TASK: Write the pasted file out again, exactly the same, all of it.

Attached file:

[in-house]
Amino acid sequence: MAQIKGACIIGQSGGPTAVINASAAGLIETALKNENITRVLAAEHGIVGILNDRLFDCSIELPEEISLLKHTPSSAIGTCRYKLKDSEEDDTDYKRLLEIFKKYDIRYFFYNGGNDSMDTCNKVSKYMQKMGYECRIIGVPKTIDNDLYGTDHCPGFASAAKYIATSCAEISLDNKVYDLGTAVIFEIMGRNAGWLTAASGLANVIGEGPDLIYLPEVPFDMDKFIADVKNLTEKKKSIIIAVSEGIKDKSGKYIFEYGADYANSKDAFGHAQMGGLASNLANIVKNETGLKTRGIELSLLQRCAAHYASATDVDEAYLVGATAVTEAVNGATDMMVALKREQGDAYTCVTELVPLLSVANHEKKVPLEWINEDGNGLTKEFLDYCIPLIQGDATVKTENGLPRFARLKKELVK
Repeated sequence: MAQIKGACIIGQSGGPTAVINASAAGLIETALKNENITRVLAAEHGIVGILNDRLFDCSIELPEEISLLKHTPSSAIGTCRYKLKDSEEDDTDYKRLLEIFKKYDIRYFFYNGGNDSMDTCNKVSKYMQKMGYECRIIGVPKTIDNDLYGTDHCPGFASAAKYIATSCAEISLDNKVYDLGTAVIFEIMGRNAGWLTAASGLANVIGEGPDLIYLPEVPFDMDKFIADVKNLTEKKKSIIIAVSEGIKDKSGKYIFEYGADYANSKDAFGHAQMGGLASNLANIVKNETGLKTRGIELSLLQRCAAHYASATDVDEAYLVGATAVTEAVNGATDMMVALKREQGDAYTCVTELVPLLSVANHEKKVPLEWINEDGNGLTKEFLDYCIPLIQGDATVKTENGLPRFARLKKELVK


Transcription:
[in-house]
Amino acid sequence: MAQIKGACIIGQSGGPTAVINASAAGLIETALKNENITRVLAAEHGIVGILNDRLFDCSIELPEEISLLKHTPSSAIGTCRYKLKDSEEDDTDYKRLLEIFKKYDIRYFFYNGGNDSMDTCNKVSKYMQKMGYECRIIGVPKTIDNDLYGTDHCPGFASAAKYIATSCAEISLDNKVYDLGTAVIFEIMGRNAGWLTAASGLANVIGEGPDLIYLPEVPFDMDKFIADVKNLTEKKKSIIIAVSEGIKDKSGKYIFEYGADYANSKDAFGHAQMGGLASNLANIVKNETGLKTRGIELSLLQRCAAHYASATDVDEAYLVGATAVTEAVNGATDMMVALKREQGDAYTCVTELVPLLSVANHEKKVPLEWINEDGNGLTKEFLDYCIPLIQGDATVKTENGLPRFARLKKELVK
Repeated sequence: MAQIKGACIIGQSGGPTAVINASAAGLIETALKNENITRVLAAEHGIVGILNDRLFDCSIELPEEISLLKHTPSSAIGTCRYKLKDSEEDDTDYKRLLEIFKKYDIRYFFYNGGNDSMDTCNKVSKYMQKMGYECRIIGVPKTIDNDLYGTDHCPGFASAAKYIATSCAEISLDNKVYDLGTAVIFEIMGRNAGWLTAASGLANVIGEGPDLIYLPEVPFDMDKFIADVKNLTEKKKSIIIAVSEGIKDKSGKYIFEYGADYANSKDAFGHAQMGGLASNLANIVKNETGLKTRGIELSLLQRCAAHYASATDVDEAYLVGATAVTEAVNGATDMMVALKREQGDAYTCVTELVPLLSVANHEKKVPLEWINEDGNGLTKEFLDYCIPLIQGDATVKTENGLPRFARLKKELVK